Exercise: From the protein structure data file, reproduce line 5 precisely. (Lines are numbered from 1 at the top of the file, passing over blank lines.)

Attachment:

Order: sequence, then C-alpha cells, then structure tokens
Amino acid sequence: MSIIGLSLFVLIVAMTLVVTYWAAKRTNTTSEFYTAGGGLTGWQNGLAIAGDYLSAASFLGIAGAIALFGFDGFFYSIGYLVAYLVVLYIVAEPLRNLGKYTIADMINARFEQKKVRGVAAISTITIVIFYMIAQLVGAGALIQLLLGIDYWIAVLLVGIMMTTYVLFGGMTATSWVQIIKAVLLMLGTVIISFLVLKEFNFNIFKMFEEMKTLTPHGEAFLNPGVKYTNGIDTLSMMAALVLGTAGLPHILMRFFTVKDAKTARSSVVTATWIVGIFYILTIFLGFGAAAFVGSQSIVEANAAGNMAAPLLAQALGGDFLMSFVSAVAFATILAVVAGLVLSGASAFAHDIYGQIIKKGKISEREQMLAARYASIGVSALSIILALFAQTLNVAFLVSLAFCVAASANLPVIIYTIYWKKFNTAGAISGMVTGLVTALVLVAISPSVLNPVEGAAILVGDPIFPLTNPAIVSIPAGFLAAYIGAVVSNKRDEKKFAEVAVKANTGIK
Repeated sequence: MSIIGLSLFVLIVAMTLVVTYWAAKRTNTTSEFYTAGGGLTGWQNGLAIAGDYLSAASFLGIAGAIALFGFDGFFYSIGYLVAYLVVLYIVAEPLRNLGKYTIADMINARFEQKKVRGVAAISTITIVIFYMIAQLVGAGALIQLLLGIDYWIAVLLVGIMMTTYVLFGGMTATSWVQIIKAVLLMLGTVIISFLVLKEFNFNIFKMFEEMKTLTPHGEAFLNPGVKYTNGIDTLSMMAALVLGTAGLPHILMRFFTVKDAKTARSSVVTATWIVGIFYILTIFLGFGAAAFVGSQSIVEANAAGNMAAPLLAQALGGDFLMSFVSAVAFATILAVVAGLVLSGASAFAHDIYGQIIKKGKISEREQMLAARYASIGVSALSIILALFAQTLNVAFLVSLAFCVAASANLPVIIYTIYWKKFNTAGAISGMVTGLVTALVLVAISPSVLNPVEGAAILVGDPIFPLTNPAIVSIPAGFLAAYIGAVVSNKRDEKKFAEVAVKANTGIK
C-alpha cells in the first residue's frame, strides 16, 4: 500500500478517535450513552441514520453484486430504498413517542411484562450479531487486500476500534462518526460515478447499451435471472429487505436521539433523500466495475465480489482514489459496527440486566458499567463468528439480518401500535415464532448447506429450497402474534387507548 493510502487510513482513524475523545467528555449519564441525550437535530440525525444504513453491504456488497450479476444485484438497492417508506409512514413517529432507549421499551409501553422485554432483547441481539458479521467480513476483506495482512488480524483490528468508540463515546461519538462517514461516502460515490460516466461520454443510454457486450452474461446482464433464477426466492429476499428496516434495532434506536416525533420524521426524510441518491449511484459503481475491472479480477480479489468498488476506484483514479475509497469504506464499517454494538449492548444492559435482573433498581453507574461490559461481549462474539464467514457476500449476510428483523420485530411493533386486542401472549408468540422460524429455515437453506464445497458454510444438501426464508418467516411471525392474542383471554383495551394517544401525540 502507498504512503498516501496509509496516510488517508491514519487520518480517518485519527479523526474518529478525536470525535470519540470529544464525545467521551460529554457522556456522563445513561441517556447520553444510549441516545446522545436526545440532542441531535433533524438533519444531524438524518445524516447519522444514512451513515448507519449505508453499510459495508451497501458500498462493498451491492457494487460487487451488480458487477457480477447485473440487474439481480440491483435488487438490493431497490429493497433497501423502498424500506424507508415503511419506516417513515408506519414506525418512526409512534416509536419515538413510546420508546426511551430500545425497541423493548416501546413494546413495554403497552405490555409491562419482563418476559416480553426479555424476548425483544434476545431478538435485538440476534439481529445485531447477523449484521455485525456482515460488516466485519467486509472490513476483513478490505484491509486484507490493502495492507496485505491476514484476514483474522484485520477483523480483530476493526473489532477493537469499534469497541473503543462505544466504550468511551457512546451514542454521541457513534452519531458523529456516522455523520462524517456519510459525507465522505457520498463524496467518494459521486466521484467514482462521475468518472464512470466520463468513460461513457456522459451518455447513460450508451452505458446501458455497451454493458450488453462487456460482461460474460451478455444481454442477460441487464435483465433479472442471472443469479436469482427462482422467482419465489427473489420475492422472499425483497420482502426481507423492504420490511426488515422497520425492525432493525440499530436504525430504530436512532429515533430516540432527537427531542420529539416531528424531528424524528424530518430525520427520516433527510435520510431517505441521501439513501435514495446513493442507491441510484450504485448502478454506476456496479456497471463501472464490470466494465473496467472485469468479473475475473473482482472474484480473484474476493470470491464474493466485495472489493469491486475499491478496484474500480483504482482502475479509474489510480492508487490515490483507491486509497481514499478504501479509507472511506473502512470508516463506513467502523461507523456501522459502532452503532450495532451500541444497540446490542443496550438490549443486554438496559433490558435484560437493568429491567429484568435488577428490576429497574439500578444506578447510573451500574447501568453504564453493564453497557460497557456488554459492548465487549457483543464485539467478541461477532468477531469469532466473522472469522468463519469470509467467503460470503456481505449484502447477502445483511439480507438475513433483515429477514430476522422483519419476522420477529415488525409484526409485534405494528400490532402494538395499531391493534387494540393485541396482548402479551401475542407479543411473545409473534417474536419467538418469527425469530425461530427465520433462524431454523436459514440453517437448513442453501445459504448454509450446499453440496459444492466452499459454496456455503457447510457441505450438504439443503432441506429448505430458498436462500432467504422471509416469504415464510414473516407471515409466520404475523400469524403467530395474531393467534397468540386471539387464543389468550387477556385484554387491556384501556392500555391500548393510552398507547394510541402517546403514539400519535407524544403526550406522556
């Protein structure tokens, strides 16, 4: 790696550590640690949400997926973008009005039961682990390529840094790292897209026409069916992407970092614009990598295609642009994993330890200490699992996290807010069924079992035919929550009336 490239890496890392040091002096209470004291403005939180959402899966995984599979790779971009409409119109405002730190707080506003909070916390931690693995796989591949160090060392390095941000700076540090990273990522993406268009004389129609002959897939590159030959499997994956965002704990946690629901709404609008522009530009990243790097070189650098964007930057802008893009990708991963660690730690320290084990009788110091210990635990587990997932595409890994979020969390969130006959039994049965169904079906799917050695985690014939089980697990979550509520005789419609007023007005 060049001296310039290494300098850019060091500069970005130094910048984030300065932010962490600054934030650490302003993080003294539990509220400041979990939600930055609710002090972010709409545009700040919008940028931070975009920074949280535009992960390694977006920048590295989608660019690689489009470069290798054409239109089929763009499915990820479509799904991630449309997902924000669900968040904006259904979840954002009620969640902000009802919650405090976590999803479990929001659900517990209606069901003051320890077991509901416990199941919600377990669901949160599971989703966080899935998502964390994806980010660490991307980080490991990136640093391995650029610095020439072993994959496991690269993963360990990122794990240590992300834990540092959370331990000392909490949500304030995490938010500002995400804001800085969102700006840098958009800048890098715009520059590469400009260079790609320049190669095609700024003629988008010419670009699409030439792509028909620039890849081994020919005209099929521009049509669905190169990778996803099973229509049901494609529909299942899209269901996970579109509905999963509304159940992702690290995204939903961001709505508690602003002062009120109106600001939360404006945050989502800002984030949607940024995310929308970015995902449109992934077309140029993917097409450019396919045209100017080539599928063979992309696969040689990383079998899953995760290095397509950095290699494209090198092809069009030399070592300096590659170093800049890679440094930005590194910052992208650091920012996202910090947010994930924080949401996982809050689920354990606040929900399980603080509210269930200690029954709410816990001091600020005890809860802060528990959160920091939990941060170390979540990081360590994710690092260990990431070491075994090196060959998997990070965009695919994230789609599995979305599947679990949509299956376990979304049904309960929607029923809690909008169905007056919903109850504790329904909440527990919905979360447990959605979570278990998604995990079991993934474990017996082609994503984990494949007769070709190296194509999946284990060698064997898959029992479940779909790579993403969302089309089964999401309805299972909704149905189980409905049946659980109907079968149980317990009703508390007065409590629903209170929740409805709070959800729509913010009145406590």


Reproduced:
């Protein structure tokens, strides 16, 4: 790696550590640690949400997926973008009005039961682990390529840094790292897209026409069916992407970092614009990598295609642009994993330890200490699992996290807010069924079992035919929550009336 490239890496890392040091002096209470004291403005939180959402899966995984599979790779971009409409119109405002730190707080506003909070916390931690693995796989591949160090060392390095941000700076540090990273990522993406268009004389129609002959897939590159030959499997994956965002704990946690629901709404609008522009530009990243790097070189650098964007930057802008893009990708991963660690730690320290084990009788110091210990635990587990997932595409890994979020969390969130006959039994049965169904079906799917050695985690014939089980697990979550509520005789419609007023007005 060049001296310039290494300098850019060091500069970005130094910048984030300065932010962490600054934030650490302003993080003294539990509220400041979990939600930055609710002090972010709409545009700040919008940028931070975009920074949280535009992960390694977006920048590295989608660019690689489009470069290798054409239109089929763009499915990820479509799904991630449309997902924000669900968040904006259904979840954002009620969640902000009802919650405090976590999803479990929001659900517990209606069901003051320890077991509901416990199941919600377990669901949160599971989703966080899935998502964390994806980010660490991307980080490991990136640093391995650029610095020439072993994959496991690269993963360990990122794990240590992300834990540092959370331990000392909490949500304030995490938010500002995400804001800085969102700006840098958009800048890098715009520059590469400009260079790609320049190669095609700024003629988008010419670009699409030439792509028909620039890849081994020919005209099929521009049509669905190169990778996803099973229509049901494609529909299942899209269901996970579109509905999963509304159940992702690290995204939903961001709505508690602003002062009120109106600001939360404006945050989502800002984030949607940024995310929308970015995902449109992934077309140029993917097409450019396919045209100017080539599928063979992309696969040689990383079998899953995760290095397509950095290699494209090198092809069009030399070592300096590659170093800049890679440094930005590194910052992208650091920012996202910090947010994930924080949401996982809050689920354990606040929900399980603080509210269930200690029954709410816990001091600020005890809860802060528990959160920091939990941060170390979540990081360590994710690092260990990431070491075994090196060959998997990070965009695919994230789609599995979305599947679990949509299956376990979304049904309960929607029923809690909008169905007056919903109850504790329904909440527990919905979360447990959605979570278990998604995990079991993934474990017996082609994503984990494949007769070709190296194509999946284990060698064997898959029992479940779909790579993403969302089309089964999401309805299972909704149905189980409905049946659980109907079968149980317990009703508390007065409590629903209170929740409805709070959800729509913010009145406590």